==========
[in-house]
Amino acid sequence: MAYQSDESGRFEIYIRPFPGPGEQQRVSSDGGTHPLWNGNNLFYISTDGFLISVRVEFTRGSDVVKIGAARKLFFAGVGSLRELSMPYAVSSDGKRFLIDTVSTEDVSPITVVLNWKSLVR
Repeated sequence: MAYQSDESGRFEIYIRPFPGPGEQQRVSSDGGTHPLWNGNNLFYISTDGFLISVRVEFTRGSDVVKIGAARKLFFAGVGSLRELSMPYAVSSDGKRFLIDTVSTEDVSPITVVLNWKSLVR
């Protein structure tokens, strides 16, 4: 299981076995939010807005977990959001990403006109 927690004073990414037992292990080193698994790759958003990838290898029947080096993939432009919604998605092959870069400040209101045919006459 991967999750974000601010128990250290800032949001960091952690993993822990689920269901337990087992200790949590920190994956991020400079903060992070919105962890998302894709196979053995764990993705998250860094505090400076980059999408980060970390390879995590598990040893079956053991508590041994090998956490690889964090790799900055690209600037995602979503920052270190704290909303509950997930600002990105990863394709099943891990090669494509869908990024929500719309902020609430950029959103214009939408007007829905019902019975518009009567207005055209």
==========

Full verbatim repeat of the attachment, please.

[in-house]
Amino acid sequence: MAYQSDESGRFEIYIRPFPGPGEQQRVSSDGGTHPLWNGNNLFYISTDGFLISVRVEFTRGSDVVKIGAARKLFFAGVGSLRELSMPYAVSSDGKRFLIDTVSTEDVSPITVVLNWKSLVR
Repeated sequence: MAYQSDESGRFEIYIRPFPGPGEQQRVSSDGGTHPLWNGNNLFYISTDGFLISVRVEFTRGSDVVKIGAARKLFFAGVGSLRELSMPYAVSSDGKRFLIDTVSTEDVSPITVVLNWKSLVR
């Protein structure tokens, strides 16, 4: 299981076995939010807005977990959001990403006109 927690004073990414037992292990080193698994790759958003990838290898029947080096993939432009919604998605092959870069400040209101045919006459 991967999750974000601010128990250290800032949001960091952690993993822990689920269901337990087992200790949590920190994956991020400079903060992070919105962890998302894709196979053995764990993705998250860094505090400076980059999408980060970390390879995590598990040893079956053991508590041994090998956490690889964090790799900055690209600037995602979503920052270190704290909303509950997930600002990105990863394709099943891990090669494509869908990024929500719309902020609430950029959103214009939408007007829905019902019975518009009567207005055209």